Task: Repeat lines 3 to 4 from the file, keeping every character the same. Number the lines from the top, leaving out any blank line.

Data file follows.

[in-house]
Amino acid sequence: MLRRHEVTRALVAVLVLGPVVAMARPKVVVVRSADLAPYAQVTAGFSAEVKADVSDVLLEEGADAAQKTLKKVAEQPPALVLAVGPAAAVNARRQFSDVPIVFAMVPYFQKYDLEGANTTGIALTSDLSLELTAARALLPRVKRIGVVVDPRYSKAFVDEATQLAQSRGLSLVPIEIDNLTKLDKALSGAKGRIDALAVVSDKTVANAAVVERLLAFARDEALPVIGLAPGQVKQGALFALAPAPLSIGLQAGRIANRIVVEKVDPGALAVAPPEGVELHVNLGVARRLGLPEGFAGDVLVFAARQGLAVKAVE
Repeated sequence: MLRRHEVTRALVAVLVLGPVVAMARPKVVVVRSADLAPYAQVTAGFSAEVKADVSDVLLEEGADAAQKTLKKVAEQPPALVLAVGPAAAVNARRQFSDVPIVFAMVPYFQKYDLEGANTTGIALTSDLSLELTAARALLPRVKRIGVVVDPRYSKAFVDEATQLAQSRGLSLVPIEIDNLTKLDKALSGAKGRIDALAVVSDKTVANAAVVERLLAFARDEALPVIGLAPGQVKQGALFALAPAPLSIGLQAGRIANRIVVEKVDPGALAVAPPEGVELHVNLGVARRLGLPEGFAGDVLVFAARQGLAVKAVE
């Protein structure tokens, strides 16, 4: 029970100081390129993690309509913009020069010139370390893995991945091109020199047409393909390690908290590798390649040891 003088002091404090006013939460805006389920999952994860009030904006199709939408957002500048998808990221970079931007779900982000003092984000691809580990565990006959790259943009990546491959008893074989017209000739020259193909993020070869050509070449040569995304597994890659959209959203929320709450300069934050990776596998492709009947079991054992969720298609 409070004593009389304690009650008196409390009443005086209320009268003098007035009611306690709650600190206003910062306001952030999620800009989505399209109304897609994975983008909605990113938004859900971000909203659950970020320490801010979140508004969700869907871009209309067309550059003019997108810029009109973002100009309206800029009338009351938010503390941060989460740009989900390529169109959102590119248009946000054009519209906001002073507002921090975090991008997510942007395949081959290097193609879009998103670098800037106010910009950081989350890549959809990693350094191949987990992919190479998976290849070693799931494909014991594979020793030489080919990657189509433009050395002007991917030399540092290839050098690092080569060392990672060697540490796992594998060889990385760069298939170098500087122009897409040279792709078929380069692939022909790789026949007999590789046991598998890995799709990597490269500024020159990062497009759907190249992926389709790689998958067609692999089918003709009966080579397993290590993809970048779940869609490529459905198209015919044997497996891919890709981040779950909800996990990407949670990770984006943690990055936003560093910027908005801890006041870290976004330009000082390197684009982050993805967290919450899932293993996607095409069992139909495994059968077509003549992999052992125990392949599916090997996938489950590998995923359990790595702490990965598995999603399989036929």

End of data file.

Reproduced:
Repeated sequence: MLRRHEVTRALVAVLVLGPVVAMARPKVVVVRSADLAPYAQVTAGFSAEVKADVSDVLLEEGADAAQKTLKKVAEQPPALVLAVGPAAAVNARRQFSDVPIVFAMVPYFQKYDLEGANTTGIALTSDLSLELTAARALLPRVKRIGVVVDPRYSKAFVDEATQLAQSRGLSLVPIEIDNLTKLDKALSGAKGRIDALAVVSDKTVANAAVVERLLAFARDEALPVIGLAPGQVKQGALFALAPAPLSIGLQAGRIANRIVVEKVDPGALAVAPPEGVELHVNLGVARRLGLPEGFAGDVLVFAARQGLAVKAVE
């Protein structure tokens, strides 16, 4: 029970100081390129993690309509913009020069010139370390893995991945091109020199047409393909390690908290590798390649040891 003088002091404090006013939460805006389920999952994860009030904006199709939408957002500048998808990221970079931007779900982000003092984000691809580990565990006959790259943009990546491959008893074989017209000739020259193909993020070869050509070449040569995304597994890659959209959203929320709450300069934050990776596998492709009947079991054992969720298609 409070004593009389304690009650008196409390009443005086209320009268003098007035009611306690709650600190206003910062306001952030999620800009989505399209109304897609994975983008909605990113938004859900971000909203659950970020320490801010979140508004969700869907871009209309067309550059003019997108810029009109973002100009309206800029009338009351938010503390941060989460740009989900390529169109959102590119248009946000054009519209906001002073507002921090975090991008997510942007395949081959290097193609879009998103670098800037106010910009950081989350890549959809990693350094191949987990992919190479998976290849070693799931494909014991594979020793030489080919990657189509433009050395002007991917030399540092290839050098690092080569060392990672060697540490796992594998060889990385760069298939170098500087122009897409040279792709078929380069692939022909790789026949007999590789046991598998890995799709990597490269500024020159990062497009759907190249992926389709790689998958067609692999089918003709009966080579397993290590993809970048779940869609490529459905198209015919044997497996891919890709981040779950909800996990990407949670990770984006943690990055936003560093910027908005801890006041870290976004330009000082390197684009982050993805967290919450899932293993996607095409069992139909495994059968077509003549992999052992125990392949599916090997996938489950590998995923359990790595702490990965598995999603399989036929």